The Dumbest Thing In Zack Snyder's Justice League Was Its Immaculate F-85 Cutlass 'Shitbox'

Image for article titled The Dumbest Thing In Zack Snyder's Justice League Was Its Immaculate F-85 Cutlass 'Shitbox'
Screenshot: HBO Max

I confess that I watched the Snyder Cut, though it was for The Cars. Eh, the movie was fine. It was full of overwrought Snyder bits, but it’s good enough. What really bothered me and what I found most unbelievable in the whole damn thing was the incredible F-85 Oldsmobile Cutlass in the film hard-starting.

Advertisement

The idea is that it’s a shitbox that can’t even reliably start. It’s hardly believable, because it’s clear that a car that looks as immaculate and pristine as that Cutlass is a labor of love for someone, is a car that someone clearly cares about. It’s decades older than anything around it and still a running, driving knockout car and I’m supposed to see it and immediately think, “old, crappy car?” Nope. I’m calling bullshit.

undefined
Screenshot: HBO Max

This is a trope that I’ve seen in other films and it’s just lazy. Filmmakers have collectively decided the best way to convince viewers that characters face car adversity is to shoehorn an “older” car into frame regardless of its condition. In the case of this Cutlass, it does not track at all.

undefined
Screenshot: HBO Max
undefined
Screenshot: HBO Max
undefined
Screenshot: HBO Max
Advertisement
undefined
Screenshot: HBO Max

Look at this car! The paint is incredible. The interior is clean. The original wheels are minty. It even has all of the snaps on its convertible top! Sure, the car is trashed immediately after its introduction but that only makes it even more tragic and irksome that its last moments are painted as those of a struggling older car on its last legs. It’s supposed to be the kind of car you feel sorry your friend has to drive everywhere. A hand-me-down car or something a character had to buy because it was all they could afford.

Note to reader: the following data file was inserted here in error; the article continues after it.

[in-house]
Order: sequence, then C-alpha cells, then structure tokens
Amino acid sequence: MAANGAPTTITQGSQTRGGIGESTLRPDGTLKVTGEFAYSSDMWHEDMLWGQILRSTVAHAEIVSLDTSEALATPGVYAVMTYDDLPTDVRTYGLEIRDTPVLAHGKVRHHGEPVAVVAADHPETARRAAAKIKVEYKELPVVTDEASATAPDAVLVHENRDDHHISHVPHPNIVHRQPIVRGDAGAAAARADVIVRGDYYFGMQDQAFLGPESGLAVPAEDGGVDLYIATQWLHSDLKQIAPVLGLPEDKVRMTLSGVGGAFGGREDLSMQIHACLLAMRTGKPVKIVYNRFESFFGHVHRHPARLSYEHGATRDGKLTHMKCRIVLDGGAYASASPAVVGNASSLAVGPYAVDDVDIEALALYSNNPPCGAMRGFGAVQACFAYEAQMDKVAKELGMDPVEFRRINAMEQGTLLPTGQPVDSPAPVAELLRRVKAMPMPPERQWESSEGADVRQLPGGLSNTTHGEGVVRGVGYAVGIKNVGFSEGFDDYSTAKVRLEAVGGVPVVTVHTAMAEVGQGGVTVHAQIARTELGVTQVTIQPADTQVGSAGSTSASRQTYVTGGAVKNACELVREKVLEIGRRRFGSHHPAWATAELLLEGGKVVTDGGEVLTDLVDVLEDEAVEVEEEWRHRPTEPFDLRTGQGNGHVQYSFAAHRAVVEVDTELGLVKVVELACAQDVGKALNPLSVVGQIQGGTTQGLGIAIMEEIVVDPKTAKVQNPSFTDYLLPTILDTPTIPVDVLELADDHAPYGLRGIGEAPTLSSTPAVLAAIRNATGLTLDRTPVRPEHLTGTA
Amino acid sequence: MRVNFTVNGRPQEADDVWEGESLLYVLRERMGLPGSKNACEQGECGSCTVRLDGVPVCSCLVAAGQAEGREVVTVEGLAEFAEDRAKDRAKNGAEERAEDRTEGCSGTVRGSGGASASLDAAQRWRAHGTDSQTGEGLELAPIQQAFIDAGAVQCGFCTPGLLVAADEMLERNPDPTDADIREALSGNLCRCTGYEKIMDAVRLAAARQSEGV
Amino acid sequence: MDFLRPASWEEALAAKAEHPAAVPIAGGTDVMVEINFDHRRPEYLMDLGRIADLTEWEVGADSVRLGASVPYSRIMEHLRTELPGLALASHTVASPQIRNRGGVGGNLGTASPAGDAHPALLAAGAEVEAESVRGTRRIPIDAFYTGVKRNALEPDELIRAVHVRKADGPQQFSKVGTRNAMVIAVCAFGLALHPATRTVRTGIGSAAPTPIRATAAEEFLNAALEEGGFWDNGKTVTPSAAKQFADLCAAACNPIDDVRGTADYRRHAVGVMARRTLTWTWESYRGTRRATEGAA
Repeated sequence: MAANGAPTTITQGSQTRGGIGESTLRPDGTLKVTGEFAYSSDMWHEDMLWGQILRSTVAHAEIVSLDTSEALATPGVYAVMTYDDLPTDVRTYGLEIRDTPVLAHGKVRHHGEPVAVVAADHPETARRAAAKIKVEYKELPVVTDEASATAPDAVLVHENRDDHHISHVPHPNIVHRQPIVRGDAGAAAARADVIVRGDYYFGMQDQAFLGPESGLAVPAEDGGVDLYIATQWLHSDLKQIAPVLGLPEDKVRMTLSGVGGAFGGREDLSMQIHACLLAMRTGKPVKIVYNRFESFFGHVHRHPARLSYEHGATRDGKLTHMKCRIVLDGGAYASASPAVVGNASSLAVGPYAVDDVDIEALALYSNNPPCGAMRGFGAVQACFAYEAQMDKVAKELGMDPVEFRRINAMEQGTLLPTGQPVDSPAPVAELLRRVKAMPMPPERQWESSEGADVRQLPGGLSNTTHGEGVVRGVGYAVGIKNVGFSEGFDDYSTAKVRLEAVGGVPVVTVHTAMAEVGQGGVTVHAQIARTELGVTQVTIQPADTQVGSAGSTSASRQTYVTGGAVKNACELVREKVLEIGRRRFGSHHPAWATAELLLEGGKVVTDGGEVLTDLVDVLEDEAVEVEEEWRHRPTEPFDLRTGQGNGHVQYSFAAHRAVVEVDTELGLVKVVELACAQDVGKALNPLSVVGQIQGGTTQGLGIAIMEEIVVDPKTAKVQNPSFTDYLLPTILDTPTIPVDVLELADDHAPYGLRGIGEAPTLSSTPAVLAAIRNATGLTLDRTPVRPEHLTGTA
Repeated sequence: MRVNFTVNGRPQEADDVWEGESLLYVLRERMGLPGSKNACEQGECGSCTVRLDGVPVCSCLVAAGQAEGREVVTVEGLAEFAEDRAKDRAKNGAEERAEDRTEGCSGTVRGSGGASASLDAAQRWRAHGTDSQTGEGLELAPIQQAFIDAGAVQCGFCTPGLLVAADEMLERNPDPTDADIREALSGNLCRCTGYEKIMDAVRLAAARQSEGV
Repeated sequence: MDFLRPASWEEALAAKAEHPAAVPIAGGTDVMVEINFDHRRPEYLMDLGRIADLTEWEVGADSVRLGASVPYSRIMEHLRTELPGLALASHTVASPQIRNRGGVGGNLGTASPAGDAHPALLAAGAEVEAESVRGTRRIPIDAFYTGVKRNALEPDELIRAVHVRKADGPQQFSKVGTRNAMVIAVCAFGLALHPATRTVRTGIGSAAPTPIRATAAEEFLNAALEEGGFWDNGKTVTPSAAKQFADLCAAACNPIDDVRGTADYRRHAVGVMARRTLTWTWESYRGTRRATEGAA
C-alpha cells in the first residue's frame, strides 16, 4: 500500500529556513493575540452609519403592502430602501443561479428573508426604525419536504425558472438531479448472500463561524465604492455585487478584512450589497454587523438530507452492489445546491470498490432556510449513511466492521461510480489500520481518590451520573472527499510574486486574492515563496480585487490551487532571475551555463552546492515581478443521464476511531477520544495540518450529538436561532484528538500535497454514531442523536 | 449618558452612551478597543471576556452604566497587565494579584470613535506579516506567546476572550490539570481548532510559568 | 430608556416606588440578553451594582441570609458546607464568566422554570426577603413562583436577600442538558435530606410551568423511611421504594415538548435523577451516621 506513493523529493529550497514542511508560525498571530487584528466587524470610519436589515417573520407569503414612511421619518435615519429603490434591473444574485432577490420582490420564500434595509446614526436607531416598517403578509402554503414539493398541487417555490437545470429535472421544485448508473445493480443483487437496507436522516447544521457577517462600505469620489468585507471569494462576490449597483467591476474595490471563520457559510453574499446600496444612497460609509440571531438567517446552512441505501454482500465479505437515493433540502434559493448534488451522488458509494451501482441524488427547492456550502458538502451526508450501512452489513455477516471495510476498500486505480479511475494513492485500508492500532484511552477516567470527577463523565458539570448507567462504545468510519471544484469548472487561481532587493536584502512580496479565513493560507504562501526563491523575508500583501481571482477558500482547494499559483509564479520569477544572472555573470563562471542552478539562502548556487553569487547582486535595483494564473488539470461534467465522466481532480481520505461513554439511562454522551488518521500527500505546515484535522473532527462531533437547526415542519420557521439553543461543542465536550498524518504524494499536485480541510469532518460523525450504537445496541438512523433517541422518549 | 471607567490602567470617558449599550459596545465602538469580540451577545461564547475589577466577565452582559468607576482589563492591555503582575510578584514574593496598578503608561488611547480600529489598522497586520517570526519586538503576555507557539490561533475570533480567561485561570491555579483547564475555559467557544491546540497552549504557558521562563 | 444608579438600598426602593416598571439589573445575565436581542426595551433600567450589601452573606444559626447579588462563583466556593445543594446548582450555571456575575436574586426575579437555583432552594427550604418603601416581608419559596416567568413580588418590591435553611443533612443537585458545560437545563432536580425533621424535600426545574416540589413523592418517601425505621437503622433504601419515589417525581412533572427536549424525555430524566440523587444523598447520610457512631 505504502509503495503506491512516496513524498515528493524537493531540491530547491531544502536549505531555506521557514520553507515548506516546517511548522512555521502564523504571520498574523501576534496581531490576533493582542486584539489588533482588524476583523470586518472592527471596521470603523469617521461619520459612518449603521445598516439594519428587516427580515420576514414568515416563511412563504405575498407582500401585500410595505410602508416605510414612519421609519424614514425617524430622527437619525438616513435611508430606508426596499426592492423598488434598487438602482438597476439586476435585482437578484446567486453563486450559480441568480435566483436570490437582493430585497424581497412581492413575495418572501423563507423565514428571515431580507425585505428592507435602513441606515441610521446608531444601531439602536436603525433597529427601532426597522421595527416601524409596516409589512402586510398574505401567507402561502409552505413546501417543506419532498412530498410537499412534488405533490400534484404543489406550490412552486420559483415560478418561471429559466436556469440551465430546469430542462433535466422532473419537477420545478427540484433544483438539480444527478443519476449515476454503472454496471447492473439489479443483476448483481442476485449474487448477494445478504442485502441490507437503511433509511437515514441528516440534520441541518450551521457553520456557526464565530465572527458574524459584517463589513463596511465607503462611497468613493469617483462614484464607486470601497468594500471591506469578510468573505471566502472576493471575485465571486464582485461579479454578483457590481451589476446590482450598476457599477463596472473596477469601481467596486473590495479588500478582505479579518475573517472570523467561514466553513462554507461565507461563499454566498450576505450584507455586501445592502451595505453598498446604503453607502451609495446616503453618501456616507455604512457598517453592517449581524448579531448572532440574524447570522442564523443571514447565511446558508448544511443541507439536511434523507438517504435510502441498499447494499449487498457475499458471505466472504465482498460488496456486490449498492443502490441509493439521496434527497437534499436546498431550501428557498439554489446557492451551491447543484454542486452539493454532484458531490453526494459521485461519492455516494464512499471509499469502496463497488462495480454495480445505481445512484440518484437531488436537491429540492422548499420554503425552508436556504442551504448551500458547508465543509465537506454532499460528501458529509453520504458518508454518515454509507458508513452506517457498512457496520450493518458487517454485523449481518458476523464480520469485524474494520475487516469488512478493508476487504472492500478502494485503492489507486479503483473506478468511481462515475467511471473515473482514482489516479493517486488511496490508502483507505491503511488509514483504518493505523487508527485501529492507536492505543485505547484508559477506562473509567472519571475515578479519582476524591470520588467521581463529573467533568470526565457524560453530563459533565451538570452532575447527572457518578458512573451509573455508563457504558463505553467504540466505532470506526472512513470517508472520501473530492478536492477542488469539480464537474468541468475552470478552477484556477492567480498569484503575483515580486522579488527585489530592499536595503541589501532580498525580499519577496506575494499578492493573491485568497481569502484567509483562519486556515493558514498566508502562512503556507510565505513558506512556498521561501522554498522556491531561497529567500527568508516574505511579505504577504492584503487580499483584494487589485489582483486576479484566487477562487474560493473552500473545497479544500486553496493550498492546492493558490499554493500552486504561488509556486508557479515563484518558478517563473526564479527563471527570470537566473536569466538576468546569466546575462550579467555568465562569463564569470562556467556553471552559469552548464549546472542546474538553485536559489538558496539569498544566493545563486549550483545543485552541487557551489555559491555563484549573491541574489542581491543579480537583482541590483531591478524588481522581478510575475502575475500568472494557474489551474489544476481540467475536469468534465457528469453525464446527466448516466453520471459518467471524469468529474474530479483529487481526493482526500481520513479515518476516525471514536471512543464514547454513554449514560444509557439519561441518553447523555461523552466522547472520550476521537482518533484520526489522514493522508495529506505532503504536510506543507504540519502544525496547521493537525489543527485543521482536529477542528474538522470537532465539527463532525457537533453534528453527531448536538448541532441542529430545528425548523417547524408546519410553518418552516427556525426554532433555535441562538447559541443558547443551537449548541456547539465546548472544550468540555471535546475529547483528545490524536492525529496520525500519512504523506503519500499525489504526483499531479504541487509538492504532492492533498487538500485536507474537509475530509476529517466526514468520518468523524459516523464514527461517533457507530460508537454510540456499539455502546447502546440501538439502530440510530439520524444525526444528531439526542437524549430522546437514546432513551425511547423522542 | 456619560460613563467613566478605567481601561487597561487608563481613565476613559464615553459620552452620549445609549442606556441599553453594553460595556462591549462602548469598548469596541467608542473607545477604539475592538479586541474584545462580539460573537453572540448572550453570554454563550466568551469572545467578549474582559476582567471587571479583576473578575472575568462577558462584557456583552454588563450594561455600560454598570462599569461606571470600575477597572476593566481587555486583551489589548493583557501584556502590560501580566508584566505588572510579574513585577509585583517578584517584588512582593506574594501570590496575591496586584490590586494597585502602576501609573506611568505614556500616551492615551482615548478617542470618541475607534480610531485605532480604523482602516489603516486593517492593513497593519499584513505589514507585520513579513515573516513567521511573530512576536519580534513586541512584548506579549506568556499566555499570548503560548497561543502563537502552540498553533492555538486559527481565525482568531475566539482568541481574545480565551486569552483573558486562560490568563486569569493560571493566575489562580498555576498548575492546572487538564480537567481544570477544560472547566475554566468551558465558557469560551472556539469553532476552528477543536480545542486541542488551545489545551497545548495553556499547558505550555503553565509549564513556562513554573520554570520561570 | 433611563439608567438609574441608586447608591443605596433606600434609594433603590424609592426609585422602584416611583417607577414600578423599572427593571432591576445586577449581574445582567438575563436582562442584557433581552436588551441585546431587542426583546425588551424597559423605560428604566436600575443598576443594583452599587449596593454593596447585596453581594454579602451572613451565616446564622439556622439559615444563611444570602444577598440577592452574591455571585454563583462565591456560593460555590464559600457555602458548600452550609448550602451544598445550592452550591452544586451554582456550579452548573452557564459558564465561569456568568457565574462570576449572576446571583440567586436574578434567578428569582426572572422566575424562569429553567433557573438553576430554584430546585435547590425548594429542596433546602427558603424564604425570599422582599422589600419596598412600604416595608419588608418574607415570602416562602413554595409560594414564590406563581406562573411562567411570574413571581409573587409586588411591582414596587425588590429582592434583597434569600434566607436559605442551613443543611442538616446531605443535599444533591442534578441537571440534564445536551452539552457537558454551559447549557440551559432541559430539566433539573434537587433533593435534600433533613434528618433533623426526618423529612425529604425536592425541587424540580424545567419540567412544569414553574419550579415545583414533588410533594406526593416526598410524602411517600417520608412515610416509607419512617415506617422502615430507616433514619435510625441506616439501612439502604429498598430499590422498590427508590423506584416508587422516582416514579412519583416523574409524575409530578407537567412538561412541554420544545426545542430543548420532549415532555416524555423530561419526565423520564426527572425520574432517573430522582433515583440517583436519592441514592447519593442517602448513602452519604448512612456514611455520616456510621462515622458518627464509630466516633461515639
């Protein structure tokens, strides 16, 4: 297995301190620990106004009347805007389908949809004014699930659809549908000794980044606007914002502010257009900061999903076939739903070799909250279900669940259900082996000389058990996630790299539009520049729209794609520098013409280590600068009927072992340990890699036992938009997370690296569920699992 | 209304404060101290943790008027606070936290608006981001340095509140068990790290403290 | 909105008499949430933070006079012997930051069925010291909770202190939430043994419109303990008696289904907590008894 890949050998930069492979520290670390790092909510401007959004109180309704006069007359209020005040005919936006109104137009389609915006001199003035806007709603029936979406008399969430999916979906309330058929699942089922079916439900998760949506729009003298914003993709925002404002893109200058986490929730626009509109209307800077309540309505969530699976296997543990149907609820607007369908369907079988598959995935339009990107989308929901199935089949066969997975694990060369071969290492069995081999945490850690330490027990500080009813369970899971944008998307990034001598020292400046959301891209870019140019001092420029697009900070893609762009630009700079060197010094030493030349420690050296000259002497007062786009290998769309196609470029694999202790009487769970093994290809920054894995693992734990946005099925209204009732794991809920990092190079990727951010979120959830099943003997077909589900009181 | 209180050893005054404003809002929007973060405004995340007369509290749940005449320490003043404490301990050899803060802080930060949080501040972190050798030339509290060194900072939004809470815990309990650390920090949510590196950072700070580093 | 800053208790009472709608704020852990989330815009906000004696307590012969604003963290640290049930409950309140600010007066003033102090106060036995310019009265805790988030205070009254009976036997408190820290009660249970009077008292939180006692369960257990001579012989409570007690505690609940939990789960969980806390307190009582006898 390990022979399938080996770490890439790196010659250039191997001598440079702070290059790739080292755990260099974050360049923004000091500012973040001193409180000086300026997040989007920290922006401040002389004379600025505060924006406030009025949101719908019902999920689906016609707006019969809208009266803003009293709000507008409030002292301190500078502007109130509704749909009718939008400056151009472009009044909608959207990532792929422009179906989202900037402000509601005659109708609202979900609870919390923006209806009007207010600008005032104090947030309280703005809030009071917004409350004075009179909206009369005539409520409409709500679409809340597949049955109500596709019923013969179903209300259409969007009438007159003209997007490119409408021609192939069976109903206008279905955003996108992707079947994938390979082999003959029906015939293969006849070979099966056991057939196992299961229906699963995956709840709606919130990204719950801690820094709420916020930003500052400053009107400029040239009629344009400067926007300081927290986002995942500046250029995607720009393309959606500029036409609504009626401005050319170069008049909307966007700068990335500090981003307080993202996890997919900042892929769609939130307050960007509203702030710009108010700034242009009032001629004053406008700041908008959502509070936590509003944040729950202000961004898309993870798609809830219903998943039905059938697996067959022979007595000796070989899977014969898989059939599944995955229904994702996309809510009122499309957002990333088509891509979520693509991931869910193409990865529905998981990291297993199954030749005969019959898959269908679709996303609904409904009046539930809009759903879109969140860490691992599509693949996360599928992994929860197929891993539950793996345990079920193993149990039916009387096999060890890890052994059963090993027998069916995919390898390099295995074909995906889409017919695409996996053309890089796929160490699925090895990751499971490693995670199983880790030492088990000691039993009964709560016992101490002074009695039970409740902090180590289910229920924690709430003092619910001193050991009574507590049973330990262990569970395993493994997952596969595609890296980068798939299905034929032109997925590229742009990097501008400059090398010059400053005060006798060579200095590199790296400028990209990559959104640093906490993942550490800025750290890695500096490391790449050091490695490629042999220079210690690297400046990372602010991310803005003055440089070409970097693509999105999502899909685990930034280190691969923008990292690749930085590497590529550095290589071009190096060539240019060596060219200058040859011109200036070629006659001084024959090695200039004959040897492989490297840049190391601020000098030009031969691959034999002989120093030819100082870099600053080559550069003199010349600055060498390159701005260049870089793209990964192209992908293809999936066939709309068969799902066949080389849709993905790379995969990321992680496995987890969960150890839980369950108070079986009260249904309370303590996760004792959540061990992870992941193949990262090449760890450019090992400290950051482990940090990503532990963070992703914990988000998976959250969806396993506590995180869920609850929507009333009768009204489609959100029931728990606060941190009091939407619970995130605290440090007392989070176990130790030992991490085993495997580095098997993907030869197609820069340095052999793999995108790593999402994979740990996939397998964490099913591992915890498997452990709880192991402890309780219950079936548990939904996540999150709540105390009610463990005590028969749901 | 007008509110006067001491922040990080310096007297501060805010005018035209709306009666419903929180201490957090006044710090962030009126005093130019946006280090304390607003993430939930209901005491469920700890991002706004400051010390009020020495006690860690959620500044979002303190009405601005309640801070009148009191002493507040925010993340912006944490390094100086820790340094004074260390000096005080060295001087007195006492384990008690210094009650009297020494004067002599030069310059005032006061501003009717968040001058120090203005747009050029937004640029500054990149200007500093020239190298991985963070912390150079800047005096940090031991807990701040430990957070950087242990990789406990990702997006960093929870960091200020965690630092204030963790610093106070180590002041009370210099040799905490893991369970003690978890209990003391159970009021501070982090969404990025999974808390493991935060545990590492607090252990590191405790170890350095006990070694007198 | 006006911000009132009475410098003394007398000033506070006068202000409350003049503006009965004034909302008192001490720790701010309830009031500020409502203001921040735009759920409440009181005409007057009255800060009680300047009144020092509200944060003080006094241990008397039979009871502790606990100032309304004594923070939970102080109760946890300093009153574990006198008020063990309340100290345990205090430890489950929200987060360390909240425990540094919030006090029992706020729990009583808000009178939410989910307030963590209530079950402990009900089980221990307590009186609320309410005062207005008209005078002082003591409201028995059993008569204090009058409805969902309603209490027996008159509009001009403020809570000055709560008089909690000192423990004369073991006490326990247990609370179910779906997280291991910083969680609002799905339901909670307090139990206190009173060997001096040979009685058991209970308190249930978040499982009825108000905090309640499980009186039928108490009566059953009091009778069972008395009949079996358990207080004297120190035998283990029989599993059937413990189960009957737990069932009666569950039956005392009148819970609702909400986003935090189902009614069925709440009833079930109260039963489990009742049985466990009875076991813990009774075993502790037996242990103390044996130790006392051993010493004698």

Advertisement
undefined
Screenshot: HBO Max

But we know the truth. That car is clearly living its best life. In fact, that Cutlass must be a Kryptonian, because there’s no way in hell it’s survived all these years unscathed, especially in a city like that! (Residents of Williamsburg, Brooklyn, may think on the white drop top Buick Skylark of their neighborhood, and think of its condition.) The filmmakers should have tried harder. Show me a rusty Cutlass. A banged up, scuffed up convertible coupe with a saggy bumper and a shredded top. Show me a survivor. Then I’ll believe the tension of the hard-start. Don’t try to tell me that an older car is a shitbox when it’s very clearly not.

Advertisement
undefined
Screenshot: HBO Max

DISCUSSION

By
topfuel1771

I’ve noticed this in a lot of movies too and it makes me want to pull my hair out every time. It is just so absurdly inaccurate and makes absolutely no sense. Want to communicate that a vehicle is a shitbox? Grab any $500 Dodge Neon off the internet. Problem solved! At least it will be accurate.